Shanghai news website The Paper reported that the article, written by Wang Yanwen, the head of the Communist Party’s propaganda department in Jiangsu, one of eastern China’s wealthiest provinces, noted that some progress had been made in cleaning up the party. Still, it warned that “some senior officials” were now "having doubts" as to whether “Marxism is still effective, whether they still want communism, whether socialism should still be implemented, and whether the leadership of the party should still be maintained.” Wang said this meant these officials were often slack in their work and “lazy in innovating and getting things done.” Indeed, she said some “would rather do nothing at all in order to keep out of trouble.”

Wang also complained that some officials were arrogant, with little interest in the problems of ordinary people. She said they only cared about winning praise from their superiors – and so undertook “white elephant projects” that were only about “image” and “face." Wang added that said some officials only listened to praise and "didn’t want to hear the truth," sought personal gain and exchanged power for money.

She said such people had forgotten the party’s basic aims – and the fact that power should be a “responsibility, not a pleasure.” She called for a new morality, in which officials would embrace self-sacrifice and sharing the people’s burden, would be “pure and honorable” and would avoid “vulgar tastes.”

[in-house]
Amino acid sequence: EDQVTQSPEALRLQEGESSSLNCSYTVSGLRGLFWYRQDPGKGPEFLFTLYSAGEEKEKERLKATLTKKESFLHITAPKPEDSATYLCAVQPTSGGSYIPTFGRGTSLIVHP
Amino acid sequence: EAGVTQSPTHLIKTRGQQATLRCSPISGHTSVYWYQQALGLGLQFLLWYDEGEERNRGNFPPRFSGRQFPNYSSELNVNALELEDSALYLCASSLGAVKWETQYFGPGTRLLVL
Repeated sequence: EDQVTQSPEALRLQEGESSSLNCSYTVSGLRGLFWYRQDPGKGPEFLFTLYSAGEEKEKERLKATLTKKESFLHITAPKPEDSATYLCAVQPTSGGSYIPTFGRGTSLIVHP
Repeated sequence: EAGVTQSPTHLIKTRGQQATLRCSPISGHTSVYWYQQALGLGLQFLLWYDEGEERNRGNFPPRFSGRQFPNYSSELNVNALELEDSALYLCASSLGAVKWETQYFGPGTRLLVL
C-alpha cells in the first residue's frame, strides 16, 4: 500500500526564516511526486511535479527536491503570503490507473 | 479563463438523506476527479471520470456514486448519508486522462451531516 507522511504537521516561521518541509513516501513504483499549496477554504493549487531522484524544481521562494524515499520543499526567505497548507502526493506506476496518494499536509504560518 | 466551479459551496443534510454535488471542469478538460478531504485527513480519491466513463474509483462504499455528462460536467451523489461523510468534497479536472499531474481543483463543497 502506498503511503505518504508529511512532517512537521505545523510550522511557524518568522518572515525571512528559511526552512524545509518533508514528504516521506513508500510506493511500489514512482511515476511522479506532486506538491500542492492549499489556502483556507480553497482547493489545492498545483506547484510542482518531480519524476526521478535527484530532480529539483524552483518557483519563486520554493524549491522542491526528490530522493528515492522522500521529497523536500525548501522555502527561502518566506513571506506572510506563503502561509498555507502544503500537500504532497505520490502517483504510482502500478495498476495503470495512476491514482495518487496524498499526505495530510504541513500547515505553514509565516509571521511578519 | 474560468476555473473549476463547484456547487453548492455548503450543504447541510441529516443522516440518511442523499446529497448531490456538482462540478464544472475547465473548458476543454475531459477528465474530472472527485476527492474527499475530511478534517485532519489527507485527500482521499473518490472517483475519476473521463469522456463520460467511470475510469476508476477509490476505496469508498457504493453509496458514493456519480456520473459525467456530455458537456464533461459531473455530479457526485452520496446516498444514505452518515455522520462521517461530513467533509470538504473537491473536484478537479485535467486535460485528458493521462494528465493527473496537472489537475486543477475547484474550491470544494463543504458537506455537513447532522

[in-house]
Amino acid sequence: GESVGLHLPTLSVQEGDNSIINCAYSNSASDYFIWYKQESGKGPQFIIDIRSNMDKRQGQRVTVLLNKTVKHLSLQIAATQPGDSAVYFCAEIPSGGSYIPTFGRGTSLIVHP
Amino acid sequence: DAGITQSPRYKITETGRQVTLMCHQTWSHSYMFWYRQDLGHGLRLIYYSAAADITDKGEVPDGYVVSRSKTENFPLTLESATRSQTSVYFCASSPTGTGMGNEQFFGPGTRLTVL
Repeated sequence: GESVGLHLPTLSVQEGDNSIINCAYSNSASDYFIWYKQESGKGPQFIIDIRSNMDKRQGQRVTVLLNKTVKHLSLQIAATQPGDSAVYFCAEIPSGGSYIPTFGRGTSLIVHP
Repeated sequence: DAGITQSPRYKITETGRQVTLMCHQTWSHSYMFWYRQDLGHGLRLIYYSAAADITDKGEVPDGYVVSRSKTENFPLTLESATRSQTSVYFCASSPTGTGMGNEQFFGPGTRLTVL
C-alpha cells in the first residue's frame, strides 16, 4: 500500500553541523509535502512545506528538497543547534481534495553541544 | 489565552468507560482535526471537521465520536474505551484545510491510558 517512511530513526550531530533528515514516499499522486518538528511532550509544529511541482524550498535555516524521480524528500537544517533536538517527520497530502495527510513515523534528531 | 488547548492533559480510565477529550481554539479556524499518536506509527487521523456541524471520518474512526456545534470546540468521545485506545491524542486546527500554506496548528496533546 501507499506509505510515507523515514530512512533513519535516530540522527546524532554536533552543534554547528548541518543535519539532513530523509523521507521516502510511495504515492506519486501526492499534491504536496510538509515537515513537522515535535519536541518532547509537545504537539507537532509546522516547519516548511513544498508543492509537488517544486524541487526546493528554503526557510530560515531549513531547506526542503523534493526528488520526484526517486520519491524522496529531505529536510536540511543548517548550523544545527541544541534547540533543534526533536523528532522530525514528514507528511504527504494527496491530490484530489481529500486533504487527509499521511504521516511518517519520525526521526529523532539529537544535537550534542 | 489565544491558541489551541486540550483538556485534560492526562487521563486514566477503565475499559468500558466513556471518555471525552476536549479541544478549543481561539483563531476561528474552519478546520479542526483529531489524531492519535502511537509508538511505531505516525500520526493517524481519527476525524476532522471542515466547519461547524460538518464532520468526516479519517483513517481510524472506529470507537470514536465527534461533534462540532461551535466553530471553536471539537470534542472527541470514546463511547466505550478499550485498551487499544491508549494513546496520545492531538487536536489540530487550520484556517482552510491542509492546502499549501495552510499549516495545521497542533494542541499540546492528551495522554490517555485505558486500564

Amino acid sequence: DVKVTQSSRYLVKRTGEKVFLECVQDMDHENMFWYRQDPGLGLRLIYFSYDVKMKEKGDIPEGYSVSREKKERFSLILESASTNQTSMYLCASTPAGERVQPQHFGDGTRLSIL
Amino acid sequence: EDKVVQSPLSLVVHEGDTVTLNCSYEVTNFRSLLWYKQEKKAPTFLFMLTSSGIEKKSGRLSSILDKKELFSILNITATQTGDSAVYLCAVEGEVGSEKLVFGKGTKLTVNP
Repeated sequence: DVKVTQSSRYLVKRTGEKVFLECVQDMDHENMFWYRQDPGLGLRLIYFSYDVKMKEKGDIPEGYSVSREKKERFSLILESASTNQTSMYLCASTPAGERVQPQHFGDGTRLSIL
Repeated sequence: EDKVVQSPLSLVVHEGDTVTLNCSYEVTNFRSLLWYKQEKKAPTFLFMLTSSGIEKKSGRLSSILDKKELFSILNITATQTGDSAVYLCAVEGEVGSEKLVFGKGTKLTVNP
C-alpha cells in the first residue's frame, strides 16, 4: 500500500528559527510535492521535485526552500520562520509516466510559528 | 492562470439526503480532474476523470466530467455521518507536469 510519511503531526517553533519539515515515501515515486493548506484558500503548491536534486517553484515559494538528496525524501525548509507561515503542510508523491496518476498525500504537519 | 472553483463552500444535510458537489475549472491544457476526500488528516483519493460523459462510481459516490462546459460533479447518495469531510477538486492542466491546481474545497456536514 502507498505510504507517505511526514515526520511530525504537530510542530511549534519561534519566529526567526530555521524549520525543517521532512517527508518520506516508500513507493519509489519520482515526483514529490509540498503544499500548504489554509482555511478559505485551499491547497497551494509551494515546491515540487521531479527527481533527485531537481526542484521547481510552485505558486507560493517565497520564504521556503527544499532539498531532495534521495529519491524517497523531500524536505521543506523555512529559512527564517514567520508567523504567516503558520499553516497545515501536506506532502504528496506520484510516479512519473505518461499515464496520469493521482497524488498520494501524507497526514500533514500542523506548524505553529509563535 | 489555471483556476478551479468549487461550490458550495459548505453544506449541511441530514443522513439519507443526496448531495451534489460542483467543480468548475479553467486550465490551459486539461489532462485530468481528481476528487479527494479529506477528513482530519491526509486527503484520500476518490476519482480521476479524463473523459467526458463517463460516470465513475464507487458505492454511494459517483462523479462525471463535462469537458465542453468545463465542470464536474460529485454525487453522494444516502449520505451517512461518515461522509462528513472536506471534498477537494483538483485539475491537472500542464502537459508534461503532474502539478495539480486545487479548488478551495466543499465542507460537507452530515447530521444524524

Wang’s article is the latest evidence that the current Communist Party leadership, which came to power in 2012, is looking more seriously at problems that have dogged the party's image for many years. It is also in line with Xi's campaign to encourage party officials to present a humble face to citizens who have grown tired of official corruption and excess. However, it also hints at the scale of the challenges facing the party – and another article, published in the newspaper of the Central Commission for Disciplinary Inspection, the party body in charge of the anti-corruption campaign, also warned of the problem that many officials were, as it put it, “two-faced.”

It said there was now a "shockingly" long list of officials who had publicly been very outspoken against corruption, but in reality were corrupt themselves. As an example, it referred to Wan Qingliang, a former party secretary of the major southern city of Guangzhou, who was put under investigation last year on corruption charges. It said Wan had turned out to be “rotten to his soul.”

The article said that, in the end, such “two-faced” people were doomed to failure, since they “cannot avoid being unmasked by the party and the people.” It called for better education of officials, in order to prevent such ills in the future, and greater scrutiny of their behavior.

The Communist Party, however, still explicitly rejects the separation of party and state powers that some critics say would stem corruption -- and it has recently also launched a series of campaigns aimed at rooting out what it sees as overly liberal Western ideas, which it believes have led some officials – and many citizens – to lose faith in traditional socialist values. Given the serious problems with party discipline acknowledged by various officials in a number of recent articles, it remains to be seen just how effective the morality campaign will be.